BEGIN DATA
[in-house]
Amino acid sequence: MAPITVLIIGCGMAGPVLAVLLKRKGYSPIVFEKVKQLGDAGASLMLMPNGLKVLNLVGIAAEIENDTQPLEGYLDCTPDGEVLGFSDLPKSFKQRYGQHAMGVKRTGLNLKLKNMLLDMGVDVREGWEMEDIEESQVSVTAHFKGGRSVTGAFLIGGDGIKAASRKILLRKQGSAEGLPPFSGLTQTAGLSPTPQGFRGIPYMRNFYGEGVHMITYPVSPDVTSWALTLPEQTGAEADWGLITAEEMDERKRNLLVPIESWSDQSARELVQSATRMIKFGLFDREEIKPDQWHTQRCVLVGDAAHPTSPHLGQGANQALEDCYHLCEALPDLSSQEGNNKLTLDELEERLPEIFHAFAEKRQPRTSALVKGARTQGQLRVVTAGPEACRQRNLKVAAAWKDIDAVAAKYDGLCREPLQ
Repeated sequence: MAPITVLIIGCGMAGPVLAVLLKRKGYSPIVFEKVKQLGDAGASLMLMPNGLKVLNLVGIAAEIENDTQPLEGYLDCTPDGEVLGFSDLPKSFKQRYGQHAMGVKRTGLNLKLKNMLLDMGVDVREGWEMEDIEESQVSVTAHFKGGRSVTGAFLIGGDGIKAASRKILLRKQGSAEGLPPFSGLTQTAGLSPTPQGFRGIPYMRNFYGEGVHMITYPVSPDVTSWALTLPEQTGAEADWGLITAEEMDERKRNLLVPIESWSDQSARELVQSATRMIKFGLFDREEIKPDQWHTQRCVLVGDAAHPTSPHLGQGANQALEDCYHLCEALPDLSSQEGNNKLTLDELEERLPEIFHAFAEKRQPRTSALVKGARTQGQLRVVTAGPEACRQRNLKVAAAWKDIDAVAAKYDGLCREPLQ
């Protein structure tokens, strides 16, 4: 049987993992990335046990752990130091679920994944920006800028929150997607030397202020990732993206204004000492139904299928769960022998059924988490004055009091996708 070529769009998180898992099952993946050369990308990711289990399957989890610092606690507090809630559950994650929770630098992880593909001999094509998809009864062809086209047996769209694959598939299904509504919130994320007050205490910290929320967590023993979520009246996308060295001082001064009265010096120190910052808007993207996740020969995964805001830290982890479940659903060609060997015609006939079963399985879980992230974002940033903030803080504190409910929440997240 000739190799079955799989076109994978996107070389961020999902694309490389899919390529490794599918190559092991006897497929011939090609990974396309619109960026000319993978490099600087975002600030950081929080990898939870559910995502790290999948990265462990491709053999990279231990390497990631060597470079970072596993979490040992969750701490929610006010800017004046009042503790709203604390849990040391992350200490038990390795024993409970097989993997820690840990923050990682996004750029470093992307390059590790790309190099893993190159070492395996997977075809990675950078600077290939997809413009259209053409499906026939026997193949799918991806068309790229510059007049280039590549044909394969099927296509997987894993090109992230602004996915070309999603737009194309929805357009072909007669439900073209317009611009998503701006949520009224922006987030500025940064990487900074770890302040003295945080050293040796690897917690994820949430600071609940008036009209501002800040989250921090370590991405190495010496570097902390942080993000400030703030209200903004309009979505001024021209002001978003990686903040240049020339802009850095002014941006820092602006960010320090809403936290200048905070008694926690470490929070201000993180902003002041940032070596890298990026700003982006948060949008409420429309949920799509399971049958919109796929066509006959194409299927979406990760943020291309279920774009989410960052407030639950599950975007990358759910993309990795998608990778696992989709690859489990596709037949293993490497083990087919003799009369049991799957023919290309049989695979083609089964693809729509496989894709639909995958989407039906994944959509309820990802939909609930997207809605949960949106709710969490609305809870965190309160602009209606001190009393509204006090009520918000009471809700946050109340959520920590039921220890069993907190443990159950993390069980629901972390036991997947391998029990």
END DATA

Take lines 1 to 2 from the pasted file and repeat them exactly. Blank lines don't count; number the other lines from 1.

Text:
[in-house]
Amino acid sequence: MAPITVLIIGCGMAGPVLAVLLKRKGYSPIVFEKVKQLGDAGASLMLMPNGLKVLNLVGIAAEIENDTQPLEGYLDCTPDGEVLGFSDLPKSFKQRYGQHAMGVKRTGLNLKLKNMLLDMGVDVREGWEMEDIEESQVSVTAHFKGGRSVTGAFLIGGDGIKAASRKILLRKQGSAEGLPPFSGLTQTAGLSPTPQGFRGIPYMRNFYGEGVHMITYPVSPDVTSWALTLPEQTGAEADWGLITAEEMDERKRNLLVPIESWSDQSARELVQSATRMIKFGLFDREEIKPDQWHTQRCVLVGDAAHPTSPHLGQGANQALEDCYHLCEALPDLSSQEGNNKLTLDELEERLPEIFHAFAEKRQPRTSALVKGARTQGQLRVVTAGPEACRQRNLKVAAAWKDIDAVAAKYDGLCREPLQ